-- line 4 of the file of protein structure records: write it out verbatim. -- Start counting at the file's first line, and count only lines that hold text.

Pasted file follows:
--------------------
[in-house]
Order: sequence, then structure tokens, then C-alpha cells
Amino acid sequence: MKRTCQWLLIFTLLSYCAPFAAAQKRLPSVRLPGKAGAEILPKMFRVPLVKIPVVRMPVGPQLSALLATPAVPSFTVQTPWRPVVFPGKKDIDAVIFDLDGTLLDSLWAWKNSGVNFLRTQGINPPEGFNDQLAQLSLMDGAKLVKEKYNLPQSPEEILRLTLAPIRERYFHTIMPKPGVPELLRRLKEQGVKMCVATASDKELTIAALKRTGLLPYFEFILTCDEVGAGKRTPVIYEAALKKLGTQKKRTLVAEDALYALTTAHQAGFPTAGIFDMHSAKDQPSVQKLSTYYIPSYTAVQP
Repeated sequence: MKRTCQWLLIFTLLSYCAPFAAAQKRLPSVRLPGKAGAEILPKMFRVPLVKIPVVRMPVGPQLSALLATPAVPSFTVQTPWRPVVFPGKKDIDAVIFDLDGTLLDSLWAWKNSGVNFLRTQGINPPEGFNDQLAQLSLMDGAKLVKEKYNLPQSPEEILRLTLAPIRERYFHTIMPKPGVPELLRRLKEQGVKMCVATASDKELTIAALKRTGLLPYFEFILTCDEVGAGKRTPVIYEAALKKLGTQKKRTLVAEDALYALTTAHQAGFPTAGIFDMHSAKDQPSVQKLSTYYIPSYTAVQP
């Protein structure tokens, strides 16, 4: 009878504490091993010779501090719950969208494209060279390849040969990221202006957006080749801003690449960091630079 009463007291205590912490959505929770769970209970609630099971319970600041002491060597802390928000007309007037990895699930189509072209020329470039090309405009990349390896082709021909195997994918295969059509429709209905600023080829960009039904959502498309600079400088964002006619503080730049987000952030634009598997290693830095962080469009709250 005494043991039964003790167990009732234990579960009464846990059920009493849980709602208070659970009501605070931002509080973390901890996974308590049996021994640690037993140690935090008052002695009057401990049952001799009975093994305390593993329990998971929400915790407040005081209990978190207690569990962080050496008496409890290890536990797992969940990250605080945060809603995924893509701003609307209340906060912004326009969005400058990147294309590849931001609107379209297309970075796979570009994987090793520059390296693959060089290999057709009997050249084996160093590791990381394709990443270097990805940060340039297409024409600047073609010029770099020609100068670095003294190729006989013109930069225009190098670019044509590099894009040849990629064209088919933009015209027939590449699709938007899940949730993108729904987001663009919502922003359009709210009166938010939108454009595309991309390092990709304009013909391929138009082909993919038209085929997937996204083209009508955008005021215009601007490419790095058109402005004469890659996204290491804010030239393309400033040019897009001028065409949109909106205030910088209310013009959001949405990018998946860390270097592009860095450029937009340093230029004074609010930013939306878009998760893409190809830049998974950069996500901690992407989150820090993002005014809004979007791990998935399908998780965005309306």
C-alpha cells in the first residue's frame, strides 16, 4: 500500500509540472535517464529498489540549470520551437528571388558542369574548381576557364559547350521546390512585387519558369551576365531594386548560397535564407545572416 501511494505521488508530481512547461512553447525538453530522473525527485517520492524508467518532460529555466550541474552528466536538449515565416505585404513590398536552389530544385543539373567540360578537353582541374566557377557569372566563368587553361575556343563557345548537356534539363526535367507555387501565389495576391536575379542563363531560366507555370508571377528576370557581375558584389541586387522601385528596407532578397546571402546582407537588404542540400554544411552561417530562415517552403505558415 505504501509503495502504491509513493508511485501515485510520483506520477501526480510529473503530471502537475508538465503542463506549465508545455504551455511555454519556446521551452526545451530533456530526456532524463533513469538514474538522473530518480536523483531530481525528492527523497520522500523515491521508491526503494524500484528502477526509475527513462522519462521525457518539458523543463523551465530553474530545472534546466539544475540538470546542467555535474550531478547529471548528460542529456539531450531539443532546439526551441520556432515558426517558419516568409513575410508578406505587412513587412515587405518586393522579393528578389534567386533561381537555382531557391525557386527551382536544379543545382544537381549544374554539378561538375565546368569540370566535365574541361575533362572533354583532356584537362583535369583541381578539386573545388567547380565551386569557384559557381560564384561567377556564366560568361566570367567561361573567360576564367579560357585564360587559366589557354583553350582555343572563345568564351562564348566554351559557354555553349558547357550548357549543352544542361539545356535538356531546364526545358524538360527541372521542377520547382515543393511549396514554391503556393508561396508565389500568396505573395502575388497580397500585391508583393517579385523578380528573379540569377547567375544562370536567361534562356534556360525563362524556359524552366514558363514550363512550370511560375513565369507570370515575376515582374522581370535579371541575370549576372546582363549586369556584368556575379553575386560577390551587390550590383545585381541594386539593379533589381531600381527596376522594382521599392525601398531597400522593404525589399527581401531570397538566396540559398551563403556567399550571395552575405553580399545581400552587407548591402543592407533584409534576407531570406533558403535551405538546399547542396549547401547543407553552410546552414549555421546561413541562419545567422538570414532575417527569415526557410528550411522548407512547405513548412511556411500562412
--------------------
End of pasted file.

Repeated sequence: MKRTCQWLLIFTLLSYCAPFAAAQKRLPSVRLPGKAGAEILPKMFRVPLVKIPVVRMPVGPQLSALLATPAVPSFTVQTPWRPVVFPGKKDIDAVIFDLDGTLLDSLWAWKNSGVNFLRTQGINPPEGFNDQLAQLSLMDGAKLVKEKYNLPQSPEEILRLTLAPIRERYFHTIMPKPGVPELLRRLKEQGVKMCVATASDKELTIAALKRTGLLPYFEFILTCDEVGAGKRTPVIYEAALKKLGTQKKRTLVAEDALYALTTAHQAGFPTAGIFDMHSAKDQPSVQKLSTYYIPSYTAVQP